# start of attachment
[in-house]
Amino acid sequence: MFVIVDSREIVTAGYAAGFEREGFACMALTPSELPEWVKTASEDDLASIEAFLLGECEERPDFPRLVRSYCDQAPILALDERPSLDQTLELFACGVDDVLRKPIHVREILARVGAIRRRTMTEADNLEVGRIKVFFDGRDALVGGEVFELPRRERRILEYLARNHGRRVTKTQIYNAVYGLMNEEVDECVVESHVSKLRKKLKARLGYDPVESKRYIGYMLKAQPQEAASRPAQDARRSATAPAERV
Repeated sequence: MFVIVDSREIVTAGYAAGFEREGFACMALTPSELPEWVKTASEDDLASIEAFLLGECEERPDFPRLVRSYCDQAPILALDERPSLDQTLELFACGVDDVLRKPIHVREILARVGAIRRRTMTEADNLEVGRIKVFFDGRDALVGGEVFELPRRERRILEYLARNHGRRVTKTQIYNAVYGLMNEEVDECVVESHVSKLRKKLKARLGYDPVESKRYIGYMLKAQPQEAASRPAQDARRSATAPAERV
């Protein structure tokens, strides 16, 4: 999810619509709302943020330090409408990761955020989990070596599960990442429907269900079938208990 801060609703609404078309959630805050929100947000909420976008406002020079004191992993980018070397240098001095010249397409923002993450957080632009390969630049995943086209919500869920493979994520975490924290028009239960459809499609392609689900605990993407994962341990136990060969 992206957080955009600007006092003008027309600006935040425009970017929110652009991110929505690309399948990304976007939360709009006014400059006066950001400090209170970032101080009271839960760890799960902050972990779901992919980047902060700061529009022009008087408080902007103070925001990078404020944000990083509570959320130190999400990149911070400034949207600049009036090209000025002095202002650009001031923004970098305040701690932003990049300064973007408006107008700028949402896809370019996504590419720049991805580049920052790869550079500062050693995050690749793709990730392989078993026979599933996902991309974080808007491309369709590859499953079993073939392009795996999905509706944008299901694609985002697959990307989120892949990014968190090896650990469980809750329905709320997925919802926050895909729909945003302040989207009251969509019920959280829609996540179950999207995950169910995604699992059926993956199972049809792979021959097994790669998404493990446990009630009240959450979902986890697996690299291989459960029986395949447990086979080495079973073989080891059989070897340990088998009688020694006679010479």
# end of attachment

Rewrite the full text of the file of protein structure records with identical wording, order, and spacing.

[in-house]
Amino acid sequence: MFVIVDSREIVTAGYAAGFEREGFACMALTPSELPEWVKTASEDDLASIEAFLLGECEERPDFPRLVRSYCDQAPILALDERPSLDQTLELFACGVDDVLRKPIHVREILARVGAIRRRTMTEADNLEVGRIKVFFDGRDALVGGEVFELPRRERRILEYLARNHGRRVTKTQIYNAVYGLMNEEVDECVVESHVSKLRKKLKARLGYDPVESKRYIGYMLKAQPQEAASRPAQDARRSATAPAERV
Repeated sequence: MFVIVDSREIVTAGYAAGFEREGFACMALTPSELPEWVKTASEDDLASIEAFLLGECEERPDFPRLVRSYCDQAPILALDERPSLDQTLELFACGVDDVLRKPIHVREILARVGAIRRRTMTEADNLEVGRIKVFFDGRDALVGGEVFELPRRERRILEYLARNHGRRVTKTQIYNAVYGLMNEEVDECVVESHVSKLRKKLKARLGYDPVESKRYIGYMLKAQPQEAASRPAQDARRSATAPAERV
């Protein structure tokens, strides 16, 4: 999810619509709302943020330090409408990761955020989990070596599960990442429907269900079938208990 801060609703609404078309959630805050929100947000909420976008406002020079004191992993980018070397240098001095010249397409923002993450957080632009390969630049995943086209919500869920493979994520975490924290028009239960459809499609392609689900605990993407994962341990136990060969 992206957080955009600007006092003008027309600006935040425009970017929110652009991110929505690309399948990304976007939360709009006014400059006066950001400090209170970032101080009271839960760890799960902050972990779901992919980047902060700061529009022009008087408080902007103070925001990078404020944000990083509570959320130190999400990149911070400034949207600049009036090209000025002095202002650009001031923004970098305040701690932003990049300064973007408006107008700028949402896809370019996504590419720049991805580049920052790869550079500062050693995050690749793709990730392989078993026979599933996902991309974080808007491309369709590859499953079993073939392009795996999905509706944008299901694609985002697959990307989120892949990014968190090896650990469980809750329905709320997925919802926050895909729909945003302040989207009251969509019920959280829609996540179950999207995950169910995604699992059926993956199972049809792979021959097994790669998404493990446990009630009240959450979902986890697996690299291989459960029986395949447990086979080495079973073989080891059989070897340990088998009688020694006679010479």